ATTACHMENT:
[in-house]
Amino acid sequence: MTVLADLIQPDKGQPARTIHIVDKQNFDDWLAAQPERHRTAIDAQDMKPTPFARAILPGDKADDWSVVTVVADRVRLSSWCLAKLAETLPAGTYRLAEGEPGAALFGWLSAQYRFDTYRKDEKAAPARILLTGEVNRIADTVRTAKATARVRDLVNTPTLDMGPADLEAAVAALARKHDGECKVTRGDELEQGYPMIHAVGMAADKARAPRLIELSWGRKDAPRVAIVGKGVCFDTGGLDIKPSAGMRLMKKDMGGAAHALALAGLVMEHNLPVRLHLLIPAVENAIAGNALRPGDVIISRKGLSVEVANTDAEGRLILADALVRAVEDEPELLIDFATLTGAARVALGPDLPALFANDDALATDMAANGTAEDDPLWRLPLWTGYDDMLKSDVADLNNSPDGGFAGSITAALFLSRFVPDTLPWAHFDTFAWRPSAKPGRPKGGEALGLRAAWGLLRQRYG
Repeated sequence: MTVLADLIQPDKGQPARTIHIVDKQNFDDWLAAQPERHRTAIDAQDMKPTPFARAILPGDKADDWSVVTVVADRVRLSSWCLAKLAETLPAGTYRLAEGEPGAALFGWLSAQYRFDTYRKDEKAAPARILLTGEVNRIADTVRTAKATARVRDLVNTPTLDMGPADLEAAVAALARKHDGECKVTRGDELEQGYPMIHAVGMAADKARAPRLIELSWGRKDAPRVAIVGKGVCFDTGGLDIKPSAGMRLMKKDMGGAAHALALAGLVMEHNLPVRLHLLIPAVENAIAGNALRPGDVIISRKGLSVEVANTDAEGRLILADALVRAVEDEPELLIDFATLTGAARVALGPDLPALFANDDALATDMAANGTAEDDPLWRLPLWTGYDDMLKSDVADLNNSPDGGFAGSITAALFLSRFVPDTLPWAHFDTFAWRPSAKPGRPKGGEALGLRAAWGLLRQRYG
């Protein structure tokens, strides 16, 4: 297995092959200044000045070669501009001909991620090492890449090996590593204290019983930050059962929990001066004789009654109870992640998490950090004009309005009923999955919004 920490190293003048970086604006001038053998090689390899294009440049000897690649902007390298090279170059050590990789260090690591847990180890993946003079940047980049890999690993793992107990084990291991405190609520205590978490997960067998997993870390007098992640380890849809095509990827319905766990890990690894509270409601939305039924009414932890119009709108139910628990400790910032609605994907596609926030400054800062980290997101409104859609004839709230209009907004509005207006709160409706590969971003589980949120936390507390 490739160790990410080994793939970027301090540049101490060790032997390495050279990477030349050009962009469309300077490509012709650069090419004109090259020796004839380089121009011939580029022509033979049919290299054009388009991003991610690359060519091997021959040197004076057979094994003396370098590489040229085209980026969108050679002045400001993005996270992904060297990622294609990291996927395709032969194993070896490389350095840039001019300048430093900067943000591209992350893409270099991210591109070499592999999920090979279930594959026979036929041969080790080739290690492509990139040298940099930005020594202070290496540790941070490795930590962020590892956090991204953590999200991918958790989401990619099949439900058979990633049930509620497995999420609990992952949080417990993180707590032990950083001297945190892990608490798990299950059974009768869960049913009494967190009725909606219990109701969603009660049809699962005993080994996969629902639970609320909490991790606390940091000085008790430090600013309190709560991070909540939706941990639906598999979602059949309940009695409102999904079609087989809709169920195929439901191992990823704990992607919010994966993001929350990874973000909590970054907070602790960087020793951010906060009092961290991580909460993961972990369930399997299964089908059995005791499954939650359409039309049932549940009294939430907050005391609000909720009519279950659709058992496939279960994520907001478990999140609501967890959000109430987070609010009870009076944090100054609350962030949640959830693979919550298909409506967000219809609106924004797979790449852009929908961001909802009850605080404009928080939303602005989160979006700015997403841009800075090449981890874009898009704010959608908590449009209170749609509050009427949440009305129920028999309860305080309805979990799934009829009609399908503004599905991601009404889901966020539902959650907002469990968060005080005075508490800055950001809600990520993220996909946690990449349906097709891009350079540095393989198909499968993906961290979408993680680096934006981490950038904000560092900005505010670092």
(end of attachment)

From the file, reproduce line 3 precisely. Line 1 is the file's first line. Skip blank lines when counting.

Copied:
Repeated sequence: MTVLADLIQPDKGQPARTIHIVDKQNFDDWLAAQPERHRTAIDAQDMKPTPFARAILPGDKADDWSVVTVVADRVRLSSWCLAKLAETLPAGTYRLAEGEPGAALFGWLSAQYRFDTYRKDEKAAPARILLTGEVNRIADTVRTAKATARVRDLVNTPTLDMGPADLEAAVAALARKHDGECKVTRGDELEQGYPMIHAVGMAADKARAPRLIELSWGRKDAPRVAIVGKGVCFDTGGLDIKPSAGMRLMKKDMGGAAHALALAGLVMEHNLPVRLHLLIPAVENAIAGNALRPGDVIISRKGLSVEVANTDAEGRLILADALVRAVEDEPELLIDFATLTGAARVALGPDLPALFANDDALATDMAANGTAEDDPLWRLPLWTGYDDMLKSDVADLNNSPDGGFAGSITAALFLSRFVPDTLPWAHFDTFAWRPSAKPGRPKGGEALGLRAAWGLLRQRYG